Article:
You see the results of this with stories like Barack Obama’s. Even though he was a TCK, he became who he needed to be based on where he was, just like a chameleon (common for many TCKs).

Barack took on the identity of an American, in order to be the best President of the United States he could be. Even though, deep down, he struggled with the question of where he was from for as long as he could remember. He had to prove how American he was, for the sake of his career path, despite having grown up in multiple different cultures.

Many in the US highlighted this fact even further, emphasizing his Muslim-sounding middle name (Hussein), criticizing him for his color (even though he’s bi-racial), and even questioning his legitimacy due to where he was born.

He was a mixed kid — his mom white, dad black, and grew up in Hawaii and Indonesia.

Despite all that, however, he transcended what people thought possible. Just like Bruce Lee did before him, but in a different way and career.

And did you know that Bruce Lee was of mixed heritage as well? Yep, his mother (Grace Ho) was Eurasian, and his dad was Cantonese. While growing up, Bruce got a lot of flack for it.

He was never Chinese enough, nor white enough.

He was always at the edge — another common story for TCKs.

Transcending Boundaries

Throughout our known history, human beings have always had the need to expand. Each time they’ve reached beyond their traditional boundaries, whether geographically or ideologically, new terms had to be created to define new sizes, classifications, and phenomena.

Human groupings went from: families > tribes > clans > communities > networks > nation-states > countries > etc.

So while new currencies and citizens have been forming, new innovations have now also pushed expansion outside of our planet. Elon Musk, a well-known entrepreneur and innovator, has made it his mission to take humans to Mars.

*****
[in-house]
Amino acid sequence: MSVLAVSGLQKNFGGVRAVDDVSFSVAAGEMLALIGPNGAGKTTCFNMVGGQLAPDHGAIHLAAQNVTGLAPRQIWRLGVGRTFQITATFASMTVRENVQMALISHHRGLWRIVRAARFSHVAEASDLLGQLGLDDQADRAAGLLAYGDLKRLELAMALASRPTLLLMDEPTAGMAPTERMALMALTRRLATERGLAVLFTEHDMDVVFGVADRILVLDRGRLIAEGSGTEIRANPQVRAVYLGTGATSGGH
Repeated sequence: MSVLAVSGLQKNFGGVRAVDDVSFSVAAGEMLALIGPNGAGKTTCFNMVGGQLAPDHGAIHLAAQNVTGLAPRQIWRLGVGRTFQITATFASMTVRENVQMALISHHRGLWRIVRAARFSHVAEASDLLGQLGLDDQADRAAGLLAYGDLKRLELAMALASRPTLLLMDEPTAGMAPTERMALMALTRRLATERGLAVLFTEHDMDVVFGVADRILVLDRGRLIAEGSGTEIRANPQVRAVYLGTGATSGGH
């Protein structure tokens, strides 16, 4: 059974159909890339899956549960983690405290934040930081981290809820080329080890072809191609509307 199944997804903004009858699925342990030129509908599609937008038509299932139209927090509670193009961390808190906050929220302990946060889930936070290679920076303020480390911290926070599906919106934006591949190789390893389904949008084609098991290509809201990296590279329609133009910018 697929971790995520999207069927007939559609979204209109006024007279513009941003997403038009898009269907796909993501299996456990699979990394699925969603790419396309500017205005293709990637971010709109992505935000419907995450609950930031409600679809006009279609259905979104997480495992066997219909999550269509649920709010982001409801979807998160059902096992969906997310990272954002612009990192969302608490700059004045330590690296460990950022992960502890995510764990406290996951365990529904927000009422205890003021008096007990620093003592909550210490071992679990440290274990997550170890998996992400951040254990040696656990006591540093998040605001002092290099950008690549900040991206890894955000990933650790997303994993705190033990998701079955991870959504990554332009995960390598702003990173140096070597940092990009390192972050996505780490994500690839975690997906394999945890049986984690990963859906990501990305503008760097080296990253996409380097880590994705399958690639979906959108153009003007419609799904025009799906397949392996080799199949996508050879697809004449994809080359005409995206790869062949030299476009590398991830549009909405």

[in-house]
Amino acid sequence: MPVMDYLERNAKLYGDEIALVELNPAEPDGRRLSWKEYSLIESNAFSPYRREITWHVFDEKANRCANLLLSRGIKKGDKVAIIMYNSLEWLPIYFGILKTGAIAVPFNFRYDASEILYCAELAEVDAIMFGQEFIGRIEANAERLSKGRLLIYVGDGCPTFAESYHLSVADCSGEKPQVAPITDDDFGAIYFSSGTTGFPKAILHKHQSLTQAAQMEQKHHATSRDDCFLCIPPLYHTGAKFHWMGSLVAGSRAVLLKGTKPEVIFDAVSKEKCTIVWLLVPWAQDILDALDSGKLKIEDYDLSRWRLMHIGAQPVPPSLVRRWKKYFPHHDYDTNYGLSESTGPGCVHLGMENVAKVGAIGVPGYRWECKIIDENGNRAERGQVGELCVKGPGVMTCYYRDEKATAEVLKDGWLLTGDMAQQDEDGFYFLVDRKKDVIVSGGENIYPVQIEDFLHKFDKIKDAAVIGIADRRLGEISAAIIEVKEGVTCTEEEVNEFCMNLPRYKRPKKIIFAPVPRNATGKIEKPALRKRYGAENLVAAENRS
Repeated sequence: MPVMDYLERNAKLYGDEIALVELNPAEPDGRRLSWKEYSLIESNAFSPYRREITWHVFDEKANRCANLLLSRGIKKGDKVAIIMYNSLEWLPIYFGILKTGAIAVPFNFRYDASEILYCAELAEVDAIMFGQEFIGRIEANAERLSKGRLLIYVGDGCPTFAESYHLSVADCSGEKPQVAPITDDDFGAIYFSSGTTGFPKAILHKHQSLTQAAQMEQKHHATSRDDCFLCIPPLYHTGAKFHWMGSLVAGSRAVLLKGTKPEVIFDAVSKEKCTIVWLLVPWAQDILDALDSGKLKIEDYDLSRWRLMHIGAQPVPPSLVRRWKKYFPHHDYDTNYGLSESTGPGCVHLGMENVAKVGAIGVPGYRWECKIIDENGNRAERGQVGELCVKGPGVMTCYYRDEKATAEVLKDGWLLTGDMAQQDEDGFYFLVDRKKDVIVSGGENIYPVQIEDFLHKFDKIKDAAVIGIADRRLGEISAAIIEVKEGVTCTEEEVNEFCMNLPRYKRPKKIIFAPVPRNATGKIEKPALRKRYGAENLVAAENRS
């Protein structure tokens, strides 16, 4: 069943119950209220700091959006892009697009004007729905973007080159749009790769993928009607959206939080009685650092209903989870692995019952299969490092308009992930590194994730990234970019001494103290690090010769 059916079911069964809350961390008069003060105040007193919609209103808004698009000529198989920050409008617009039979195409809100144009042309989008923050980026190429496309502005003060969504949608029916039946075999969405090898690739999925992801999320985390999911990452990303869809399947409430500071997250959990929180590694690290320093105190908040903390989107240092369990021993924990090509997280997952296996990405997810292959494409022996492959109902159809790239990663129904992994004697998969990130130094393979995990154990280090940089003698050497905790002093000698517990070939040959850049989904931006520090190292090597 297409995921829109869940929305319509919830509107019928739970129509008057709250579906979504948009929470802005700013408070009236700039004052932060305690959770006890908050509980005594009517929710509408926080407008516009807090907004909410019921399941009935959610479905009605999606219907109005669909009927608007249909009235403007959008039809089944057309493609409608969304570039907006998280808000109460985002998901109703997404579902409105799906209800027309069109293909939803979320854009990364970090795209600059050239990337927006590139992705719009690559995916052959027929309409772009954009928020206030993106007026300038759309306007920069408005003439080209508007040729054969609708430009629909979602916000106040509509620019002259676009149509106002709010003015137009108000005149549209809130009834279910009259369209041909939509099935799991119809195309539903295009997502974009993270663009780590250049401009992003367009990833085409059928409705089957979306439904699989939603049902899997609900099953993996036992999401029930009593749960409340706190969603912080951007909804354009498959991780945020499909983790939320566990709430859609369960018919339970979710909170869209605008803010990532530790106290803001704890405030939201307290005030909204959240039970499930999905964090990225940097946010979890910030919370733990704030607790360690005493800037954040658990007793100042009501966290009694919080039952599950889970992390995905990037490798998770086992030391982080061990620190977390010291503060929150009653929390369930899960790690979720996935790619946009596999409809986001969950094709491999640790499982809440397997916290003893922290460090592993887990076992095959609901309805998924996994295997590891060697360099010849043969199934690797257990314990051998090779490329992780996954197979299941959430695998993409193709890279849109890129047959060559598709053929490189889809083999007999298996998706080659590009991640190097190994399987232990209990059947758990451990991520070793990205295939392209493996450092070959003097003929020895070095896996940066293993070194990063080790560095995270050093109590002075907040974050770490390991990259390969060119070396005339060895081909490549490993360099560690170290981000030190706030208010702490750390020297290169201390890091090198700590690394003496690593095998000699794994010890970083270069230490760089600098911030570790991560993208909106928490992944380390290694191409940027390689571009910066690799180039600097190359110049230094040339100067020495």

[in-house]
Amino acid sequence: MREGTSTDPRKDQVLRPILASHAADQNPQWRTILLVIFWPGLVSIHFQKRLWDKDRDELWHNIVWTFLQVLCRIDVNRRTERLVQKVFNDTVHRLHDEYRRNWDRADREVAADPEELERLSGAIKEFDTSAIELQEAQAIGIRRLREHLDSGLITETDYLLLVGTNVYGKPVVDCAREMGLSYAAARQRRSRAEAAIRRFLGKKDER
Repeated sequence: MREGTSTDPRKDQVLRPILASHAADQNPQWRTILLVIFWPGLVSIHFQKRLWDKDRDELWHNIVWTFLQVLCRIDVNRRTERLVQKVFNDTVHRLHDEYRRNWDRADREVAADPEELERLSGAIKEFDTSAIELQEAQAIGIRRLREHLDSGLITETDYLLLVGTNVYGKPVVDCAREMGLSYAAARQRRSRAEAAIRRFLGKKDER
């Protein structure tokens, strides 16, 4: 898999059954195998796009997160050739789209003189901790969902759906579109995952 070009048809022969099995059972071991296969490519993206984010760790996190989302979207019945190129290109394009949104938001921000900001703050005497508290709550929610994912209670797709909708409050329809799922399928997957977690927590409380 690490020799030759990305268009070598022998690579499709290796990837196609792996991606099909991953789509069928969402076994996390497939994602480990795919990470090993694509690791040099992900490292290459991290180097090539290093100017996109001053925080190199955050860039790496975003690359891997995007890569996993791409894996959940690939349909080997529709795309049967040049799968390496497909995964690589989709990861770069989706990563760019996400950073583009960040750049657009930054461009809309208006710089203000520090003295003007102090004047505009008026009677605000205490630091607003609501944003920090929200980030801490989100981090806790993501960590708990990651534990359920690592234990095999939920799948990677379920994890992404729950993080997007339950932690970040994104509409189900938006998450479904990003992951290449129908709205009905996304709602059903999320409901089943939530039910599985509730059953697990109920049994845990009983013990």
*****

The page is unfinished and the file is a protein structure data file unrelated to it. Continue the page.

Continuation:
Because he thinks it’s our biggest insurance policy against mass extinction. Looking at history, one thing that has resulted in mass resets for life on Earth has been meteor or asteroid collisions with our tiny blue planet.

And, when you think about it, it’s true.

We know that the dinosaurs experienced a similar cataclysmic event, which wiped out a lot of its species in one fell swoop. The same could happen at any time for human beings.

And although “life went on” after the fact, with whatever remained, it still meant loss of any prior developments (we can only hypothesize what happened back then based on the remnants found today, which means patchy pieces to the story).

Becoming Multi-Planetary

By Elon working on solutions to make us a “multi-planetary species”, it will force us (yet again) to re-think current identities and boundaries.

What do I mean?

Well, right now, when people ask “where are you from?” it is typically answered with “I’m from X country.” But before we had any concept of a country, we would answer with the name of a nation-state, a town, or even a clan name.

In the future, we will answer with “I’m from Earth” or whatever is the equivalent.

The reason for this is because how we see ourselves expands every time we learn new information and gain new perspectives. Once we move beyond everything we know about our planet.

Astronauts who have returned from space have shared how their entire perception of Earth changed as a result of their experience off-planet.

It is no different to how our perceptions change when we travel and/or live in another country or culture. Perspective. The only difference is scale.

And personally, I think this is a good thing.

Because when you realize just how fragile our planet is, compared to the vastness of space that exists, your relationship with it also changes.

Without that relationship, we can never truly care for our “home” planet in the way that it deserves. The appreciation needs to return.

The Time Is Now

So, it is with this knowledge, that I foresee a time in our near future whereby a new global currency, citizen, and perspective will enter our collective consciousness and be accepted as the norm. With more travel, more “mixing”, and more pushing of boundaries, it is only natural for human beings to adapt and change with it.

And for the group of TCKs out there who may be reading this, you are not alone. You do not have to be someone you are not. You are meant for this planet, not just one sliver of it.

Even if you did not know that you were a TCK prior, I hope you find the time to explore it. In it, you will find the key to finding your place in this world. You are the glue for a changing society as it enters a new era. Do not be ashamed of who are you, embrace it. Teach the world the beauty of being adaptable, changeable, and fluid — for change is the only constant in life.

And like Bruce Lee once said, “Be water, my friend.”